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What Are Proof of Reserves And Why Do They Matter?

Crypto’s latest obsession has been executing proof-of-reserve attestations. But what do they mean, and are all attestations created equal?

6 min read

Proof of reserves has been the talk of the town in the wake of the FTX collapse, with the investor community demanding exchanges provide attestations of their crypto holdings. 

But what exactly are they, and why do they matter?

Proof of reserves (PoR) refers to a method of verifying that a trading platform or crypto firm does indeed have 1:1 backing across the digital assets it holds in custody on behalf of its customers. 

Firms will often turn to a third-party organization to conduct the attestation. They publish the results, with some caveats (which will be unpacked below) to help investors understand a centralized exchange’s state of finances and whether they have enough funds to match customer deposits. 

Since the trend has emerged, tons of different kinds of attestations have been executed, with some instilling more confidence in a firm than others. 

Merkle Tree-based Proof of Reserves 

One way to execute an attestation is via a PoR protocol that uses a Merkle Tree proof to integrate large amounts of data into a single hash and verify the integrity of the data set. 

Using cryptographic proofs, the PoR protocol verifies the validity of user balances and transactions.

Crypto exchanges may publish Merkle Tree-based PoR attestations at regular intervals, including on a weekly, monthly, or quarterly basis, in the form of snapshots. Alternatively, firms might provide real-time attestations available on their website.

While snapshots may be sufficient to prove a crypto firm’s solvency at a set point in time, real-time attestations are considered to be superior when verifying an exchange’s reserves as they allow anyone at anytime to ensure that funds are indeed by an exchange.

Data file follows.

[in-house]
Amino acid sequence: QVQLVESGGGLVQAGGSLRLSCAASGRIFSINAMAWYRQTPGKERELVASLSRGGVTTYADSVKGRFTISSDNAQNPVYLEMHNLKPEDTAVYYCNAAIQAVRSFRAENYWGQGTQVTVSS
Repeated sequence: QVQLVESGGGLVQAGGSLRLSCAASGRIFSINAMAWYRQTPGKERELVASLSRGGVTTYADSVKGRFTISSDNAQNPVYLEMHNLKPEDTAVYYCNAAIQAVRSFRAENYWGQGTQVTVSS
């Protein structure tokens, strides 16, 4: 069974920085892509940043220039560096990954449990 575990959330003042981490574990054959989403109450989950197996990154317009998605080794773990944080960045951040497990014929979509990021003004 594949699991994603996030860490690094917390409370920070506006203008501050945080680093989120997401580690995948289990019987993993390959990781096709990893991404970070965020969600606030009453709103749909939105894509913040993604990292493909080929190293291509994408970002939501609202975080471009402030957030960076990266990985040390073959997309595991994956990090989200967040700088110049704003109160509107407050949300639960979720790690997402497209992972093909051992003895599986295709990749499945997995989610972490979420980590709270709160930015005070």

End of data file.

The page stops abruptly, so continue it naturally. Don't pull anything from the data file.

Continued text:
Chainlink launches proof-of-reserves protocol

Chainlink Labs, the company behind the popular decentralized oracle network, is offering its own version of a proof-of-reserves system, which, it said, is “designed to help projects across Web2 and Web3 prove asset reserves through automated verification.”

Launched in 2020, with the first user being the TrueUSD stablecoin, the system connects Chainlink nodes to an exchange’s API, its vault addresses, as well as a proof-of-reserve smart contract that can be queried by any other account on the network to determine whether the exchange’s crypto reserves are equal to its liabilities.

Its blockchain-agnostic system provides data on how much is deposited, borrowed, and staked at a particular protocol at any point in time.  

Exchanges can also use Chainlink’s system to provide security around the guarantees that they cannot issue more tokens than assets stored in reserves. 

Which exchanges have proof of reserves?

Some exchanges and crypto lending platforms, including Kraken, Nexo, BitMEX, and Gate.io, moved to launch their proof of reserves before the implosion of FTX. 

Events in November 2022, however, saw more trading platforms work towards having their own proof of reserves, which, depending on the exchange, varied in detail.

These included Binance, the world’s largest crypto exchange by trading volume, which released a Merkle Tree-based system for Bitcoin and Ethereum, with OKX, Crypto.com, and ByBit taking a similar approach.

Coinbase, on the other hand, said that as a publicly listed company, it already proves its reserves via audited SEC filings